In the recent case of Re Masonite International Inc., the Ontario Superior Court approved a plan of arrangement under the Canada Business Corporations Act (“CBCA”), notwithstanding that certain insolvent entities were involved. This was a short but complex cross-border restructuring which commenced and was principally completed prior to the recent Canadian insolvency legislation amendments coming into force.
On March 16, 2009, an Initial Order under the Companies’ Creditors Arrangement Act (“CCAA”) was granted to the Masonite group of companies (collectively, “Masonite”). In this Order a cross-border protocol was approved to facilitate coordination with the contemporaneous Chapter 11 proceedings ongoing in the United States. Masonite continued business as usual for the duration of the proceedings, at the conclusion of which it sought, under s. 18.6 of the CCAA, recognition of an Order of the U.S. Bankruptcy Court in Delaware approving a restructuring plan (the “Restructuring Plan”).
The Restructuring Plan involved reducing Masonite’s debt by roughly $2.0 billion through cancellation of certain secured claims and notes and replacement with $300.0 million in new debt and additional equity. The Restructuring Plan would leave certain other secured and unsecured claims uncompromised.
As the Court stated, the “essence” of the reorganization required the CCAA stay of proceedings to be lifted to permit a new company (“NewCo”) to apply for approval of a Plan of Arrangement under the CBCA. This Plan of Arrangement would see the shares of several of the Masonite companies amalgamated, with the shares of the amalgamated entity to be purchased by NewCo. The shares of NewCo would in turn represent the equity exchanged for the debt under the Restructuring Plan.
The “creative portion of this restructuring”, the Court noted, was the commencement of the application under the CBCA. There was limited, but suffi cient, authority on this issue for the Court to confi dently determine that the structuring of the arrangement in this manner was appropriate. As the Court stated:
17 Section 192(3) of the CBCA provides:
Where it is not practicable for a corporation that is not insolvent to eff ect a fundamental change in the nature of an arrangement under any other provision of this Act, the corporation may apply to a court for an order approving an arrangement proposed by the corporation.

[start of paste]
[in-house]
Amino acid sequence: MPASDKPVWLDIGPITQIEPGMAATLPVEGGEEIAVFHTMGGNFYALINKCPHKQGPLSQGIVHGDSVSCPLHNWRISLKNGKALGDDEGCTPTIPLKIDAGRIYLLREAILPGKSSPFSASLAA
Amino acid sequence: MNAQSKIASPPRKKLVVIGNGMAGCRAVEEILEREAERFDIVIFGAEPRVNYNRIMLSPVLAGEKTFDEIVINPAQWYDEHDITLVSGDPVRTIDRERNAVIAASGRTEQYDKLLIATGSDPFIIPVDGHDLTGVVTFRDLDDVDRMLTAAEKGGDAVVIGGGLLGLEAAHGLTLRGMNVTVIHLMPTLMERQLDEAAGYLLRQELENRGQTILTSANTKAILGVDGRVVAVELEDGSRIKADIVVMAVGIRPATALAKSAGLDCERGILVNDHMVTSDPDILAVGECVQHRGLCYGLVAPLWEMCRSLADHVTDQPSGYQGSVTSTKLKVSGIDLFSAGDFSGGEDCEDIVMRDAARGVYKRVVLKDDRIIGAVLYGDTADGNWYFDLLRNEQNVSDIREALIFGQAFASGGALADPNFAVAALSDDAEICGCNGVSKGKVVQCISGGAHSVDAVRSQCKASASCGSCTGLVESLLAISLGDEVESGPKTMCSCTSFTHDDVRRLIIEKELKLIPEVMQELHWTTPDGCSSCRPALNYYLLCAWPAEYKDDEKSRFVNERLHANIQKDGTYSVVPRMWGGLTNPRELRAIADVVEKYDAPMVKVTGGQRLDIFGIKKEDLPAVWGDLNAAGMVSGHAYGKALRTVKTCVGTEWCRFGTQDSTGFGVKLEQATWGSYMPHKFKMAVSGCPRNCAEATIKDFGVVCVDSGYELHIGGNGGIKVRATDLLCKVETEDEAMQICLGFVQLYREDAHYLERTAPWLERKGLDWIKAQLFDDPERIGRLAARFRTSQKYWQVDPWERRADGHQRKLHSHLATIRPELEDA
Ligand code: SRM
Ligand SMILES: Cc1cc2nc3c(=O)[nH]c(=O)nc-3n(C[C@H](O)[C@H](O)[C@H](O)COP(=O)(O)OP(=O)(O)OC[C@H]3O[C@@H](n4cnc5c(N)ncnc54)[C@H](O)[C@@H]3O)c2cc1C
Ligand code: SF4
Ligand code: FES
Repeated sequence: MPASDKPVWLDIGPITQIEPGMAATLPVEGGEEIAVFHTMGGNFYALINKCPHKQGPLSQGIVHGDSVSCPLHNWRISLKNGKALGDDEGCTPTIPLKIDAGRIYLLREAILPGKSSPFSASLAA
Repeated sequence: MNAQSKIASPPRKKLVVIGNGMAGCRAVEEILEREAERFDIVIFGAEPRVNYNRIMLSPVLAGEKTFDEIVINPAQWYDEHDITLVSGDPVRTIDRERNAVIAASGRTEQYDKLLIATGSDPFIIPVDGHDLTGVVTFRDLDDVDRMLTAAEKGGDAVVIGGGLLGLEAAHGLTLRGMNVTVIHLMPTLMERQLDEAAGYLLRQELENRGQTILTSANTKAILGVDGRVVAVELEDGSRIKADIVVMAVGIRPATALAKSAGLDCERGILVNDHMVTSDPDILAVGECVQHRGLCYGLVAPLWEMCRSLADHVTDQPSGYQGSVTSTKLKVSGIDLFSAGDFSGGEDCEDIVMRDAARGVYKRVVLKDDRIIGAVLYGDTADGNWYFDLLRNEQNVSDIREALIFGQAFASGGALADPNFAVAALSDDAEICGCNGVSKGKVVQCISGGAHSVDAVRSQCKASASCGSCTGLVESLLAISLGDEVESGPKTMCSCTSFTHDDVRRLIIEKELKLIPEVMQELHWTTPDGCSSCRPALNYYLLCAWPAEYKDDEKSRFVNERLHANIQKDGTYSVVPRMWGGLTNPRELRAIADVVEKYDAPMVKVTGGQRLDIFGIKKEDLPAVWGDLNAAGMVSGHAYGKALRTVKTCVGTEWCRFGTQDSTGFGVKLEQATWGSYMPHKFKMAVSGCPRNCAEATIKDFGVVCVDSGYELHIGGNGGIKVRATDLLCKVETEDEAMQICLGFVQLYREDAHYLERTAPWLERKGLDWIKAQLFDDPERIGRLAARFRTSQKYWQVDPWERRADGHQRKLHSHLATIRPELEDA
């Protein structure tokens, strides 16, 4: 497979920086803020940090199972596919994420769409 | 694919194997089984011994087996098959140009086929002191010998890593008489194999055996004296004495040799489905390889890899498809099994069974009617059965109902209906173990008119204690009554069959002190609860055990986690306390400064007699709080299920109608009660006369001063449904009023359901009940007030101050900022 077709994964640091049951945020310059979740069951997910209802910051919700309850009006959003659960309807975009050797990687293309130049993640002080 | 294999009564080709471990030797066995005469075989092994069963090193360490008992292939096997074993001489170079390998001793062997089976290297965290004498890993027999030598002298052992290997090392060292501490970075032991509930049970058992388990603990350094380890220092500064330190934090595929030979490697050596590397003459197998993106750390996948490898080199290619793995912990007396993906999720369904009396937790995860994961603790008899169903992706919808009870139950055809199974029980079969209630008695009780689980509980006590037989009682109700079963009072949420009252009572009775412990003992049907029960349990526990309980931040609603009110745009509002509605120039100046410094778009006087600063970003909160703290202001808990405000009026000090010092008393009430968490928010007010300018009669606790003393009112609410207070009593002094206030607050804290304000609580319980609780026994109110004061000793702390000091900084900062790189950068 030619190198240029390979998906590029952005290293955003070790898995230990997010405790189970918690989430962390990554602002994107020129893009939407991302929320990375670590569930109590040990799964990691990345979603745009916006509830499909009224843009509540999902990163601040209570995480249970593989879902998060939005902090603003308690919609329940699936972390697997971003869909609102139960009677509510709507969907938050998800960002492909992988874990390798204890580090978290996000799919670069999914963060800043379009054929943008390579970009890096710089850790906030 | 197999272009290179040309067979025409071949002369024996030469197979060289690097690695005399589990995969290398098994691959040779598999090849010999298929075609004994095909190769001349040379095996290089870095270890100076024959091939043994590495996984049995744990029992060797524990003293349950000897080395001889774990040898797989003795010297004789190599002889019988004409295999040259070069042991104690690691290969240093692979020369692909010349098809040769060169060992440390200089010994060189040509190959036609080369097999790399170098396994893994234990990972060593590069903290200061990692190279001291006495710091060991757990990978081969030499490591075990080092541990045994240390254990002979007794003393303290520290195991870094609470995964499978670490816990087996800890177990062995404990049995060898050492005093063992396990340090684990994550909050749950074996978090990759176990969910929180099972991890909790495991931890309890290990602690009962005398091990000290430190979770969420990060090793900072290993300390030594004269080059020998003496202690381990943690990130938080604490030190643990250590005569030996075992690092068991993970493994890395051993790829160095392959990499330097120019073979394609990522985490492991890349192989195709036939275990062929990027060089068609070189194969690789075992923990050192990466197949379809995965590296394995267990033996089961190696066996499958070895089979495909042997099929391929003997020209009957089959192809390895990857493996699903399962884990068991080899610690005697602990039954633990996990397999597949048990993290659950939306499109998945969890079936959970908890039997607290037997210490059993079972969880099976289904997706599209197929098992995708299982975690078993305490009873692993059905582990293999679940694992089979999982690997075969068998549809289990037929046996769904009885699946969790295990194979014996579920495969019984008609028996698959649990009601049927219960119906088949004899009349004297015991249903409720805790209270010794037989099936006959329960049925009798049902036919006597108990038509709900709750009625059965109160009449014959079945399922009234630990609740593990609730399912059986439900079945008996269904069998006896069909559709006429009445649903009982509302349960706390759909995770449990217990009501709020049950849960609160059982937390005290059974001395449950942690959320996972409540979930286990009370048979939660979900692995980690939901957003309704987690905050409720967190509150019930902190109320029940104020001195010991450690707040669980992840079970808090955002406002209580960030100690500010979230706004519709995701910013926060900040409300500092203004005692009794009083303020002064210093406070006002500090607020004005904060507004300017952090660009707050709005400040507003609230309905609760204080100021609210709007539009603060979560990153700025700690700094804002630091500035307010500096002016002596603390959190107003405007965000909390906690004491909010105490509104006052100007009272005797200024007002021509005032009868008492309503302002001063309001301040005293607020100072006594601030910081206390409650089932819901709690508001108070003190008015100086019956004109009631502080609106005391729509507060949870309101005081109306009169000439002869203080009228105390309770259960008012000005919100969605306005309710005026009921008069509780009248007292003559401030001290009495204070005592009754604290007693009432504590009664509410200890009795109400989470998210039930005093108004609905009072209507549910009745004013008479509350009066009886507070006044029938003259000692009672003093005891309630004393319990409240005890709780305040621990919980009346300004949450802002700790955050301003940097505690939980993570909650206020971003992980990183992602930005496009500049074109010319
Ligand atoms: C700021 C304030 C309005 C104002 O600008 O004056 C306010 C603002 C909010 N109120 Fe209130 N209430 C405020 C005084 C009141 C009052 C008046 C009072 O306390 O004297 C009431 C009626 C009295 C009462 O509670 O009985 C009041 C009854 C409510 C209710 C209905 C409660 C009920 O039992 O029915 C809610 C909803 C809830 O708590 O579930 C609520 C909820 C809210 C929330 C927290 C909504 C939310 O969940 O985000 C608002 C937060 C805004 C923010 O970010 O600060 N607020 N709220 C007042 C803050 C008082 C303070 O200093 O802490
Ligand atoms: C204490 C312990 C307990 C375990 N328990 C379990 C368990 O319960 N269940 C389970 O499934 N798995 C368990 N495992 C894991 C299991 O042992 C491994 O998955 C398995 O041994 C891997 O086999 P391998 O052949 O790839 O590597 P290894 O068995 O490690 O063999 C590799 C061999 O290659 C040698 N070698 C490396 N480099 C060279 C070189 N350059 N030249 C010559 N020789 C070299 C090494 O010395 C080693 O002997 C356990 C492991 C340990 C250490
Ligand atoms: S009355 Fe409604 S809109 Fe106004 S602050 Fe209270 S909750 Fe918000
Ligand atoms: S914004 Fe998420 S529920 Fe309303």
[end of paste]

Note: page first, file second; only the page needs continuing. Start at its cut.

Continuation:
18 The plan falls within the defi nition of “arrangement” within s. 192(1) of the CBCA, which among other things permits amalgamation of two or more corporations, transfer of property of a corporation in exchange for securities.
19 Compromise of debt and securities in Savage v. Amoco Acquisition Co. in the context of a takeover bid was held to be within the section, as it involved an exchange of securities.
20 Like the CCAA itself, which has been held to be broadly interpreted, the CBCA section on arrangements has been held to be capable of “fl exibility incorporating whatever tools and mechanisms of corporate law the ingenuity of their creators bring to the particular problem at hand”.
21 All of the corporations involved in the Canadian Plan are incorporated or continued under the CBCA. The sole applicant 715, being a newly capitalized entity, is not insolvent. The transaction is certainly not a sham and the form is appropriate for the intended purpose, even though one or more of the companies at the crux of the arrangement is insolvent.
The Court cited authority for the proposition that where there is more than one applicant, only one need meet the s. 192(3) test. Additionally, the Court noted that in the restructuring of Stelco Inc., the CCAA stay was lifted to allow an application for approval of a CBCA plan to proceed.
The primary factors for the Court’s approval of the CBCA Plan were that it was fair and reasonable, and that it was not practicable to proceed in any other manner. The Court granted the application, and commended the use of creative statutory remedies.